Mummer Dolls


Mummer Doll When early English and Irish settlers came to Newfoundland and Labrador, they brought with them the tradition of “Mummering”, also known as “Janneying”. Any individual participating in this tradition was commonly called a “mummer” or a “janney”. A mummer would dress in costume with the hopes of disguising his or her personal appearance and to prevent recognition from neighbours or passers-by. Typically travelling in groups, the mummers would visit door-to-door during the twelve days of Christmas.

At each house, the mummers would knock on the door and shout in a distorted voice: “Any mummers ‘llowed in?” If the residents of the house welcomed the mummers inside, the mummers would perform music, dances, and skits for the hosts. The mummers brought instruments such as accordions, fiddles, guitars, spoons, or harmonicas to accompany their singing and dancing. Jigs, reels, waltzes, Christmas carols, and traditional songs were all part of the mummers’ repertory. While the mummers offered their entertainment, the residents of the house would guess the identity of the masked characters. If one of the hosts guessed the correct identity of a particular mummer, that mummer would then remove his or her mask and declare his or her real identity. If no one was successful in guessing the real name of a mummer, there was no requirement for that mummer to remove his or her mask. However, given the physical demands of the dancing and the constant heat from the wood stove, some mummers would remove a part of their costume as a means to cool themselves.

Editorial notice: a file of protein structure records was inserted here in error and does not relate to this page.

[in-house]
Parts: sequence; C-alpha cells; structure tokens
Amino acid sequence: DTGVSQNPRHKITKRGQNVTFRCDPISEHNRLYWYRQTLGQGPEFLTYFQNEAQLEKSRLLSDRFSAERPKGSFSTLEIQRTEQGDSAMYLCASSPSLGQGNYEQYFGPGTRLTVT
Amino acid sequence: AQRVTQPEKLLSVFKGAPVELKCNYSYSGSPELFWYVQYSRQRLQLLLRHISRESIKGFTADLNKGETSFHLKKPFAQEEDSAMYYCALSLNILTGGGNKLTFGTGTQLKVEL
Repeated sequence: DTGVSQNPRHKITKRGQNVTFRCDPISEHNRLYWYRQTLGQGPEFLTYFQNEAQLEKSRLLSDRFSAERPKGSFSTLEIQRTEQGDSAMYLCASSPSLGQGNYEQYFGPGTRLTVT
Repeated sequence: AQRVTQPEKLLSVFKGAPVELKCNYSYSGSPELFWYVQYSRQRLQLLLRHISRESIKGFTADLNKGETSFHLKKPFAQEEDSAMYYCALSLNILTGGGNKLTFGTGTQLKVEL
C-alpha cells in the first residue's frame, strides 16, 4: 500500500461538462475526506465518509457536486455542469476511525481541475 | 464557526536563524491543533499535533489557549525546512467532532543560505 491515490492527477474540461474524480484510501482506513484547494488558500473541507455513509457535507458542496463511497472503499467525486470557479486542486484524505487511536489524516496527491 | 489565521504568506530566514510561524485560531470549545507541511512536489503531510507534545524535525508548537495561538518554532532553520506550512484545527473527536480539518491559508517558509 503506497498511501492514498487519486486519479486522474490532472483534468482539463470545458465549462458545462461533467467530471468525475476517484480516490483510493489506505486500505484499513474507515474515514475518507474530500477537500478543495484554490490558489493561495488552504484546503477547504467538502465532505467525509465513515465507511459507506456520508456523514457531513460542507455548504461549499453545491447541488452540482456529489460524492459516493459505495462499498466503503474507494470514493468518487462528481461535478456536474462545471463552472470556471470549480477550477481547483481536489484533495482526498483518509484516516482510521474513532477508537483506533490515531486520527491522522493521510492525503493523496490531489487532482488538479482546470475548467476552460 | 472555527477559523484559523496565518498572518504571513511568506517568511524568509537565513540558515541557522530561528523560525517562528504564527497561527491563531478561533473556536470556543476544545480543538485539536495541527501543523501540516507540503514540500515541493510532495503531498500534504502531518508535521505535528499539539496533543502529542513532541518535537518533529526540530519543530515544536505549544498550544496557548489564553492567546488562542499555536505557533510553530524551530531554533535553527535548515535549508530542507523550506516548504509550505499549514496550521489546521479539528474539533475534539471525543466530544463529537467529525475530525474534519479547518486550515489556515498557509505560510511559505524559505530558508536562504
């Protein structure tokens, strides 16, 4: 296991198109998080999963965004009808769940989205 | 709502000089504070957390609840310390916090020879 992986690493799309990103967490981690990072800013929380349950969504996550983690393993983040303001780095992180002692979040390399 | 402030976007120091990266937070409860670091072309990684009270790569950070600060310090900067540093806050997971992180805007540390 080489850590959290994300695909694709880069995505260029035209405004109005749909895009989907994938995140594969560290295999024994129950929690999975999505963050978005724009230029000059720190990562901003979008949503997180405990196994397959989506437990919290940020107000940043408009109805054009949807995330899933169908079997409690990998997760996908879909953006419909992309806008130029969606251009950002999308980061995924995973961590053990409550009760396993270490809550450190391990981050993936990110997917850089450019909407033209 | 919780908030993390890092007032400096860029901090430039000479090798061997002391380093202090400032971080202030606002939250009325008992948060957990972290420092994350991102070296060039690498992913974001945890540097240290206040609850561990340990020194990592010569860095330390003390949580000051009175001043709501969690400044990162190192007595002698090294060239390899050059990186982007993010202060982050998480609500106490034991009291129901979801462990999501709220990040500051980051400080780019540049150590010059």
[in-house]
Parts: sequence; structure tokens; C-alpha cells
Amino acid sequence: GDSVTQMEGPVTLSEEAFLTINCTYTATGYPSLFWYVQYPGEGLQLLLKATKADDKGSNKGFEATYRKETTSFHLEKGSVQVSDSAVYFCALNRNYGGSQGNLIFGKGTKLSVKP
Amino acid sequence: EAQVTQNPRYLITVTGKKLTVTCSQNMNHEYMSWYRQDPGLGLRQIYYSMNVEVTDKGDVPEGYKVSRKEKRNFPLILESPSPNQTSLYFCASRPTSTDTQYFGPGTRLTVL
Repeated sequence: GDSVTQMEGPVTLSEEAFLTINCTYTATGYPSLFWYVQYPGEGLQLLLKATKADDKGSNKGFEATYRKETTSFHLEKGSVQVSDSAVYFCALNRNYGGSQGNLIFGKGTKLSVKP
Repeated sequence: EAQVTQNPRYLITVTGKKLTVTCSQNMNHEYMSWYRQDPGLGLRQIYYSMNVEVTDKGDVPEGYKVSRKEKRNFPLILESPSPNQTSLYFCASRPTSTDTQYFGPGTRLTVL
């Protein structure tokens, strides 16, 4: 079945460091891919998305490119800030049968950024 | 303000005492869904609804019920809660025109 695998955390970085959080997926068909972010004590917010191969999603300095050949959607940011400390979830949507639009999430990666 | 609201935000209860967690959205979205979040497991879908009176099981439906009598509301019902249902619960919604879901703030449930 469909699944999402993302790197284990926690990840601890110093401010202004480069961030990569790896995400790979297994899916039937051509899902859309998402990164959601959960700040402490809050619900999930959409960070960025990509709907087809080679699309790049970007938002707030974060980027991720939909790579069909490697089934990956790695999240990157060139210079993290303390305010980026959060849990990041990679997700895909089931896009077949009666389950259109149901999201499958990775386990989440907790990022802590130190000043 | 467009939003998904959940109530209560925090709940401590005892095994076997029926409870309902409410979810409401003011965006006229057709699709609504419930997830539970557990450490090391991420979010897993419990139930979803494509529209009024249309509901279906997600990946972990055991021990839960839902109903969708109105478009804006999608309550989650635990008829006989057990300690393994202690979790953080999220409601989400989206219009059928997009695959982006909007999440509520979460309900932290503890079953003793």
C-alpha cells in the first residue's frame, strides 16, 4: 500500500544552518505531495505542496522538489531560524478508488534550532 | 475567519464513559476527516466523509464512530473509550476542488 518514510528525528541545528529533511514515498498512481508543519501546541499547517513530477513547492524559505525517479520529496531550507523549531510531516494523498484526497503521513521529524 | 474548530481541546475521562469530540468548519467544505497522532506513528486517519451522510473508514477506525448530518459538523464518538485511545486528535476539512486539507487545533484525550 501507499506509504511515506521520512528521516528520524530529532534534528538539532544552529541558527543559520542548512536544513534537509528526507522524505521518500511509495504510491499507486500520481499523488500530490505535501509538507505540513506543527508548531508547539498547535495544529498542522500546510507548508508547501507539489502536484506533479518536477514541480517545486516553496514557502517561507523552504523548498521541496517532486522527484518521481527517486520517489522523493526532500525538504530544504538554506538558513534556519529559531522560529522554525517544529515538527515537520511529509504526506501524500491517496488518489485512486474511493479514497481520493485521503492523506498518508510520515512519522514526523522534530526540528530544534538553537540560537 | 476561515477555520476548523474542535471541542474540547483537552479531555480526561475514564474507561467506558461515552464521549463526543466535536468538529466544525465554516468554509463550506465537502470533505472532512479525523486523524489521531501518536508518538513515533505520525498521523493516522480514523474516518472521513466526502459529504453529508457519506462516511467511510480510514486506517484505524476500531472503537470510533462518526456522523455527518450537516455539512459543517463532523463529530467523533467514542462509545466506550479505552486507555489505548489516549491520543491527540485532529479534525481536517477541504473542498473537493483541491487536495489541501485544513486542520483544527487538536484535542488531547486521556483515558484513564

Mummers were usually hosted in the kitchen where they were offered cake, cheese, beer, rum or some other strong spirit. The exchange of food, drink, music, and dance was known as a “time”. The time was a means for mummers and hosts to spread Christmas cheer and camaraderie. After extending a Merry Christmas and Happy New Year to their hosts, the mummers would then leave and travel to the next house – often singing and playing along their way. The tradition of mummering characterizes the culture of tolerance and hospitality found in the communities of Newfoundland and Labrador.

Twillingate Museum and Craft Shop holds a beautiful collection of Mummer Dolls made by a local crafts person. A very unique and collectable item, the Mummer Doll is sold in a wide variety of colors and styles and is dressed in a traditional hand-made costume. In addition, prints, bookmarks, and Christmas cards portraying the tradition of mummering are available at the Craft Shop.

Mummer Doll